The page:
Reconverting single flat back to two flats – planning permission and mortgage queries

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    Reconverting single flat back to two flats – planning permission and mortgage queries

    Hi all,

    Apologies if my circumstances are covered elsewhere in other threads, but I've scoured this forum without finding anything that relates specifically to my situation.

    Several years ago, I purchased a flat that had been converted from two flats into one. I am now thinking of selling and – having seen the price that studio and one-bedroom flats go for in the block – think it would make sense to convert the flat back into two. (It would also sort out all the service charge wrangles I've had over my time as owner then landlord of the property, given that on the lease it remains as two flats, paying two shares in, for example, the communal heating system).

    Essentially, I have two questions:

    1. If the flats created by this work are precisely the same as they were before they were combined, do I need to have planning permission and/or architects' plans?

    2. A more general one, this: do I need to inform the mortgage provider (I have a quite hefty buy-to-let mortgage on the flat) that I am doing the work? And will I need to have two mortgages for the interim between the work being completed and the flats being sold?

    Many thanks for any guidance anyone can offer,

    SN

    #2
    Your first concern is to assertain from the freeholder, if the freeholder gave permission to convert 2 flats into one, and for someone to buy 2 flats and then make one out of the two would seem unlikely.

    A) Either the freeholder carried out the conversion, and if so, you need the freeholders permission to alter the flat and to alter the number of flats in the building..

    B) If the flat was converted without the freeholders permission, he/she is entitled to force you to convert back into 2 flats.

    Get all that sorted out first before proceeding.

    Comment


      #3
      If you convert them back to 2 units, are you planning on selling the flats separately or as one unit? If you are planning on selling them separately, how are they registered at Land Registry - one or two titles and does each flat have their own lease?

      Comment


        #4
        Hi Ram,

        Thanks for your reply. The flats are all share of freehold, so it's likely there was some sort of vote – it should be easy enough to check whether permission was given. That said, I'm not sure of the date of conversion, but it was some time ago!

        I will investigate. I plan to divide the flats as they originally were. As it stands, the flat has two leases and pays two lumps of service charge rather than one combined one.

        Thanks again,

        SN

        Comment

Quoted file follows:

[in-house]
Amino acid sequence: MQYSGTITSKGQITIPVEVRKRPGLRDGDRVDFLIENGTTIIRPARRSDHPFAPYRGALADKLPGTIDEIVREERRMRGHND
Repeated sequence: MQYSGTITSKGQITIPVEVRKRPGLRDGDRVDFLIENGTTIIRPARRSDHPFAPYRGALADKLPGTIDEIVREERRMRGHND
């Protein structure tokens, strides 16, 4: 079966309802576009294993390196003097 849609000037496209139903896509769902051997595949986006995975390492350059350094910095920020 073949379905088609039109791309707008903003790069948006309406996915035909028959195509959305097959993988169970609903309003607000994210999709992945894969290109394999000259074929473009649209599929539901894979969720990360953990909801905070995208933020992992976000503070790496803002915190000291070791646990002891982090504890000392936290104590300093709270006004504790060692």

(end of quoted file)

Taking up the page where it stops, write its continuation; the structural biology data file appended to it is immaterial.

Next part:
#5
          Hi bbva,

          Thanks for coming back to me. I'm planning on selling the flats as two separate units. The flats still have two separate leases, but I suppose that doesn't necessarily mean they are still registered separately with Land Registry? I will investigate that. Presumably, if they are still registered as two separate units, there's no real admin to take care of before I go ahead with the conversion?

          Thanks again,

          SN

          Comment


            #6
            Originally posted by snowball8a View Post
            there's no real admin to take care of before I go ahead with the conversion?
            Yes there is.
            You have to advise the mortgage co what you intend to do with the property that they lent you the money for. As they have a say in what you can do to the property that they basicly own until your mortgage is paid off.

            You have to ask the freeholder if you can put the flat / flats back the way they were, two flats instead of one.
            You are making alterations for which you NEED the freeholders permission to do so.
            Does not matter what the alterations is, but adding an extra flat definitely requires freeholder approval.

            You have the advantage that there are already 2 leases, and on the admin side, that is already in in hand so a simple conversion back to two will save much legal re-writing of leases.
            I assume the leases were not altered to show one flat, otherwise you would only have one lease showing the total area of your flat.
            As you say, you have 2 leases, so it was not done correctly ( leases and floor plan ) in the first place, to have just one lease, but that now helps you to just get approval, and get the two flats as per the two leases, and job done, no need to change the leases at much solicitors cost.

            Comment